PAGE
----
So how should you split your time between the clouds and the dirt? This is a personal decision and will depend on the circumstances, but you should probably swing no more wildly than a 70/30 split in either direction at any one time.
One thing that you can never take your eye off on the dirt side of the equation is cash flow. As Gary says, cash is like oxygen to your business. Dropping the ball on customer service or company culture is huge mistake, but no mistake will ever hurt more than getting your cash flow wrong. You cannot, ever, run of cash.
Hustle, Hustle, Hustle
One of the things that Gary is known for is hustling. While he’s always talked a big game about being one of the hardest working people on the planet, he recently started a video blog chronicling his day-to-day life to prove it. He is basically in “go” mode from sunrise until late at night, often getting home from his last meeting at midnight.
And he’s not only working hard, he’s doing his best to work smart.
He defines hustle as maximizing the energy you put into your business, and it’s about making every minute count.
While most of the world is busy complaining about our “always on” culture, Gary views it as his competitive advantage. Every entrepreneur worth their salt, he says, is grateful as hell that the Internet allows us to hustle while every one else is playing video games and watching Netflix.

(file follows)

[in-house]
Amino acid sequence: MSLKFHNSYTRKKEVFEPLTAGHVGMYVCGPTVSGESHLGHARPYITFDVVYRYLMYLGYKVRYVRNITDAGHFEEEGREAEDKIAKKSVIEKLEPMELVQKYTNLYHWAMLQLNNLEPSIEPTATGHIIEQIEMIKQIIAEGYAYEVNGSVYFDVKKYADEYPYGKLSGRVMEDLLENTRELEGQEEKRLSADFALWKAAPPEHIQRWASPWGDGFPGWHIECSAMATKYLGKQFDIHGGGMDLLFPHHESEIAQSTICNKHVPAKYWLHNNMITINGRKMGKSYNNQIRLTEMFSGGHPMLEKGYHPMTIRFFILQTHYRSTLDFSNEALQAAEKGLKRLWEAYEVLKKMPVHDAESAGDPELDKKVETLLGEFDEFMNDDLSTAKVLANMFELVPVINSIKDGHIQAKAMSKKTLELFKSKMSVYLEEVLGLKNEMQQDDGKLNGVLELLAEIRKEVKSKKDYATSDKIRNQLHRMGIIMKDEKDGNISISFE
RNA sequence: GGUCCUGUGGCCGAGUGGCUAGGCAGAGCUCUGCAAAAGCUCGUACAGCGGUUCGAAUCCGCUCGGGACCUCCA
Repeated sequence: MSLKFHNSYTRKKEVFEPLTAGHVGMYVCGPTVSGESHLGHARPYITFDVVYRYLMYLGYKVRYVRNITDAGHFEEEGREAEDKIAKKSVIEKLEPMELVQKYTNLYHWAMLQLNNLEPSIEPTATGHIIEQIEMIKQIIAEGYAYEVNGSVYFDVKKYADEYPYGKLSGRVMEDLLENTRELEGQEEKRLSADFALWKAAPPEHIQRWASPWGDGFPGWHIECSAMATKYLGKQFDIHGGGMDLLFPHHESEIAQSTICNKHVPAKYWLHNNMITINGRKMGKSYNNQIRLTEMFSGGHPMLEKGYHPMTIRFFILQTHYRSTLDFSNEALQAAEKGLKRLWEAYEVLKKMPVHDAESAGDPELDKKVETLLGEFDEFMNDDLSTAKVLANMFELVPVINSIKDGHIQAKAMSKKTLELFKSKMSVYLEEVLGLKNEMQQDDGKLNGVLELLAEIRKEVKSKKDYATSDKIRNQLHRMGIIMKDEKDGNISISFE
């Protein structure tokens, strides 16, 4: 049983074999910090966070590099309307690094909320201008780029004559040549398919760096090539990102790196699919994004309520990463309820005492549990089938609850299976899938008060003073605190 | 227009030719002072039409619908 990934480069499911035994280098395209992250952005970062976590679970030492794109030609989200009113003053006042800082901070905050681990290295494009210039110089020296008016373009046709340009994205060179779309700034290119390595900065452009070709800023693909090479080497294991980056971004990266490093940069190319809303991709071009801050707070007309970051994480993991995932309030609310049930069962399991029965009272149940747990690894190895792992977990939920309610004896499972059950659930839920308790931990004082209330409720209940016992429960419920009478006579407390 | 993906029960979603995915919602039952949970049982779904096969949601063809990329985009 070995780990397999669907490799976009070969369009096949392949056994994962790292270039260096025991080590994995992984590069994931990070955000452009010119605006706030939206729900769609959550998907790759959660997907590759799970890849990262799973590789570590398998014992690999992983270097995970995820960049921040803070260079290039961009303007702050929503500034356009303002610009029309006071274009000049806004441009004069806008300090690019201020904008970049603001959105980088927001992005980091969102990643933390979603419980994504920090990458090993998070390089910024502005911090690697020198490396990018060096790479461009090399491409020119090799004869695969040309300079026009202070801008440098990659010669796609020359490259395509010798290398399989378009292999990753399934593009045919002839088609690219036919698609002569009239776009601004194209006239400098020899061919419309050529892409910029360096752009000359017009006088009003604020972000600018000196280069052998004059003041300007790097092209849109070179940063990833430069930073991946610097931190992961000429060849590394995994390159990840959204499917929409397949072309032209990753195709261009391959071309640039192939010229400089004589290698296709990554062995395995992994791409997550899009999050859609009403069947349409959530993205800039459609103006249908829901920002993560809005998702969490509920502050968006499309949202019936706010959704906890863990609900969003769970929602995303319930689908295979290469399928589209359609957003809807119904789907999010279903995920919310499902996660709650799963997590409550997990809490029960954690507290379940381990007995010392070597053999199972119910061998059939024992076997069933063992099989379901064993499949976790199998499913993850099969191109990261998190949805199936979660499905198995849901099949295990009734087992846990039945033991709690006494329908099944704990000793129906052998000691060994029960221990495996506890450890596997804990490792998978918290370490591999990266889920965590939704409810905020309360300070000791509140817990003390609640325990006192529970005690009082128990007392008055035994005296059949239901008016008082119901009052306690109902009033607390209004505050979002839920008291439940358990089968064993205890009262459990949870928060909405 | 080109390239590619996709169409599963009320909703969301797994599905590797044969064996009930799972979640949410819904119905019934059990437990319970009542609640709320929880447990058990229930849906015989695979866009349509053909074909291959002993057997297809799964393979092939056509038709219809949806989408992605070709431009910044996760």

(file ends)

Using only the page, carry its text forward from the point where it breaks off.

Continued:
Working harder is the easiest thing you can do as an entrepreneur to succeed. How much time are you spending every day mindlessly scrolling through Facebook or watching TV? Cut out that hour or two and work. It might not seem like a big deal for that day, or that week, but over time those hours could be the difference between massive success, or massive failure.
It’s simple – if you want to grow your business, hustle every single day until there isn’t a single drop of juice left. Then get up and do it again tomorrow.
Create great content
Dan Pink tells us that we are all in sales now, and Gary tells us that we are all media producers now. It’s old news that we’ve shifted away from the days where television, radio and print were the only ways a company could tell their stories to massive audiences. But the one thing that hasn’t changed was how to create great content.
According to Gary, there are a few simple rules around how to create quality content. First, it needs to appeal to the heart. As always, emotion trumps logic. You need to create content that connects to your audience on an emotional level. Second, it needs to be shareable. Unless you are a massive corporation with an ad budget of tens of millions of dollars, the only way you are going to reach a large audience is for your audience to share it. Third, it needs to be native to the platform on which it appears. For the traditional media channels, it’s easy to see why you need to make the content native to the platform. For instance, you wouldn’t just take a 30 second television spot and use that for a radio ad, would you? So don’t make the same mistake on different social platforms.
Fourth, it needs to break through the noise. The best way to do this is to “respect your audience.” For instance, if you wanted to sell wine, you would attract a lot more attention with a blog post about “Five Bottles Under $10 That Help You Get Through the Day When You Have 8-Year-Old Kids” than you would with “Five Reasons My Wine Is The Best!”